On a more serious note, there have been numerous theories that had at one time been accepted but later fell by the wayside when fresh evidence emerged. Look at the phlogiston and aether theories, or the notion that continents do not drift about.

    *
    Thanks Steve,

    The Aether one is a good example, it's "ancient" history of course, but at least many people know about it. Still, was the Aether theory only an attempt at explaining how light can travel through empty space or has it actually been used to make (some) accurate predictions which were verified by experiments before it was disproved?

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    David
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  5. #4  
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    A theory that is unquestionably incorrect (by modern scientific standards)yet still holds promise because it has yet to receive the proper interrogation it deserves?

    You should focus your search more closely on theories of space-time that propose new foundations, new axioms, for space and time. The common reality in contemporary physics is that physics and it's loyal subjects, physicists, disputes on face value ANYTHING that challenges, for instance, the age old theory of time being one-dimensional, the fourth dimension.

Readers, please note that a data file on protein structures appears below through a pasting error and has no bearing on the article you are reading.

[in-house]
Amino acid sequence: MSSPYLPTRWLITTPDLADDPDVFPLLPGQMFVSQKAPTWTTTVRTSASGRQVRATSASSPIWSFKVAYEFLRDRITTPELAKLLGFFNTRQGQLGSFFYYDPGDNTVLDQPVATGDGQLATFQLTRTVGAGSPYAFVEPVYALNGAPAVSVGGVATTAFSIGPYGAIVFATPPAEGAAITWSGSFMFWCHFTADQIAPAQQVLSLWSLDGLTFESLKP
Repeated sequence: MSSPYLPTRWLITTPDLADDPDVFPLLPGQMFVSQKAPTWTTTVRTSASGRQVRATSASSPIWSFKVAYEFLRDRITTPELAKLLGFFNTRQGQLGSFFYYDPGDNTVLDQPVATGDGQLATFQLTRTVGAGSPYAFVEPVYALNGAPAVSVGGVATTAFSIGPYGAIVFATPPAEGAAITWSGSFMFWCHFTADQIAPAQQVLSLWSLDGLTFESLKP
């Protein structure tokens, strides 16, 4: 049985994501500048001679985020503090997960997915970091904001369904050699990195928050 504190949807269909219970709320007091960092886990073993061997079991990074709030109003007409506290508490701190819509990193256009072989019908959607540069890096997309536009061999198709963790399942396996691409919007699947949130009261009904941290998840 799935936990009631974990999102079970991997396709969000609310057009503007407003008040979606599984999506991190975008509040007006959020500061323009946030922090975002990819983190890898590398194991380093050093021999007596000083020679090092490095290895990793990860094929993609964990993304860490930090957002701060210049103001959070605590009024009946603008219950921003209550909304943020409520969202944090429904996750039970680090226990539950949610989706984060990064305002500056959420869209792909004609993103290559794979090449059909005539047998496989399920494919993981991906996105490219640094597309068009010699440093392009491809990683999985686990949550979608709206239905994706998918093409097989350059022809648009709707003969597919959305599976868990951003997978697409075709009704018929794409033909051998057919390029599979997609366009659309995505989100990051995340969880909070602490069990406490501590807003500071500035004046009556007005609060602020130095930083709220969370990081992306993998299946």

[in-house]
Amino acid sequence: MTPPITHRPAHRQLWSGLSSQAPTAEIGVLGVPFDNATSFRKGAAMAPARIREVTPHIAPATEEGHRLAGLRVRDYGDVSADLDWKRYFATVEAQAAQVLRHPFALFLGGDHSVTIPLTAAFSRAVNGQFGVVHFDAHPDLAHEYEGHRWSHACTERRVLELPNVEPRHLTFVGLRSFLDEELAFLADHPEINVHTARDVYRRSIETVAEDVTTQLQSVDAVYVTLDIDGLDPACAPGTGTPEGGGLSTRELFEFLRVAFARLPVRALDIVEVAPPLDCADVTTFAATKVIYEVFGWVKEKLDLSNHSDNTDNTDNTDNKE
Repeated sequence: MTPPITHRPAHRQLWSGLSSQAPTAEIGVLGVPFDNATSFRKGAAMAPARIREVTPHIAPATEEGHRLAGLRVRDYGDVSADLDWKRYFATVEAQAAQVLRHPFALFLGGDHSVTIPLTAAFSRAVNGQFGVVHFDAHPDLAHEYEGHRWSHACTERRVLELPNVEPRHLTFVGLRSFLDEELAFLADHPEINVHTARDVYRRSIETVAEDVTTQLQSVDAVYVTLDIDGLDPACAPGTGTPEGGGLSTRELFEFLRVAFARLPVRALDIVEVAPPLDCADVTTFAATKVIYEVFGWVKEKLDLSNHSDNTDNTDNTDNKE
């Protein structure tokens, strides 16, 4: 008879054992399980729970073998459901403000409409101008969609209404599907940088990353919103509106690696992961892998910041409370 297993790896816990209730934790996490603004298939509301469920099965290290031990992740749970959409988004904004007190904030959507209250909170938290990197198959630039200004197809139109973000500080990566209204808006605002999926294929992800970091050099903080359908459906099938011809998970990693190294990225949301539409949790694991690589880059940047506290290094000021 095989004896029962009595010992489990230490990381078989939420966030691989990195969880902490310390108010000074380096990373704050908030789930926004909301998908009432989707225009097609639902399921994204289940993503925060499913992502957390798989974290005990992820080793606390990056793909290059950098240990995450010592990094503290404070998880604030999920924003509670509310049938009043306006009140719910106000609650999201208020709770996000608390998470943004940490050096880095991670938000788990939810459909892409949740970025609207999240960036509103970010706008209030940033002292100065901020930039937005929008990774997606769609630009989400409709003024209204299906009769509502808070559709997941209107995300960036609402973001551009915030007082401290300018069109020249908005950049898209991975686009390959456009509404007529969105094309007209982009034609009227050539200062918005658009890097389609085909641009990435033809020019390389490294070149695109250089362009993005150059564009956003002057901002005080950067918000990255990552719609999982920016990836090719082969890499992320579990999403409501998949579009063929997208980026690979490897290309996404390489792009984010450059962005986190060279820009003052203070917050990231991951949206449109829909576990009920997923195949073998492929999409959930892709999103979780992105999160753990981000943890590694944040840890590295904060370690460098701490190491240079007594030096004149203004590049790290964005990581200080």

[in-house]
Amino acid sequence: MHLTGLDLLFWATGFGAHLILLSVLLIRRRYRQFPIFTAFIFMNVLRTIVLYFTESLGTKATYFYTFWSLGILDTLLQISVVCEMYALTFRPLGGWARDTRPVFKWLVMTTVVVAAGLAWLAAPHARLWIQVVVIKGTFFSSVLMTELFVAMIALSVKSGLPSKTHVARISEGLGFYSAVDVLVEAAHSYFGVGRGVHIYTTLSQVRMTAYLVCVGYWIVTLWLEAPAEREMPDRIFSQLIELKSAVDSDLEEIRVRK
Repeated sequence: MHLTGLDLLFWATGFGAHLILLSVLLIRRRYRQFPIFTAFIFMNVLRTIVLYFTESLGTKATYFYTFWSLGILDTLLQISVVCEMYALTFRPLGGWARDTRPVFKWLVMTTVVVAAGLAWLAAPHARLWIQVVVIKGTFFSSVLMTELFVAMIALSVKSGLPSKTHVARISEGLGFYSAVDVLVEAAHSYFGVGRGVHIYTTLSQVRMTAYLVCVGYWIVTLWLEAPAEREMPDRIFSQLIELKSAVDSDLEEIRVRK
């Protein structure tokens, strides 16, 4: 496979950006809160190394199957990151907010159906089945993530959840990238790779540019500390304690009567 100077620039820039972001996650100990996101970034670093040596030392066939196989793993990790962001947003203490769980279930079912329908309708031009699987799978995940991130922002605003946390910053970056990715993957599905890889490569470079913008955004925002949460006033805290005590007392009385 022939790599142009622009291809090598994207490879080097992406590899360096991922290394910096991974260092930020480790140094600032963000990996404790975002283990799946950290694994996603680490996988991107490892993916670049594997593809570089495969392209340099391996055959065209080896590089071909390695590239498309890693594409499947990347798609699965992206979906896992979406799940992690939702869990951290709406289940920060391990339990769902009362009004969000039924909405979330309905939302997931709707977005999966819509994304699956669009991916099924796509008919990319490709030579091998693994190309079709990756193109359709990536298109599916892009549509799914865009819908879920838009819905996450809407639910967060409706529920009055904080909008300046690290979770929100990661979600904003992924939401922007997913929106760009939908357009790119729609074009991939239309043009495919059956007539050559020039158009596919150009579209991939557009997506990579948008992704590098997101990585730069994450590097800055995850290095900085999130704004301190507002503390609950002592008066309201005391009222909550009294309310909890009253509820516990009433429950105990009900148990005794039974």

Personally, I think that even space being three dimensional is a little lethargic, when you could also explain space as points on a sphere that represents an energy wave-front of the propagation in time of mass converting to energy; using LINES to describe space as three dimensional, well, you know, those lines can be more precisely chopped up into points more precisely explaining the energy front of a thing like a quantum of light..........how can an axiom of space be something so retarded as a "line" in a situation like that???? Of course three lines can best describe the volume of the ripple effect of a series of points joined together along those axes, but to be more fundamental, space itself can be offered an upgrade to "points" which themselves can ultimately describes as envelope-miniscule spheres.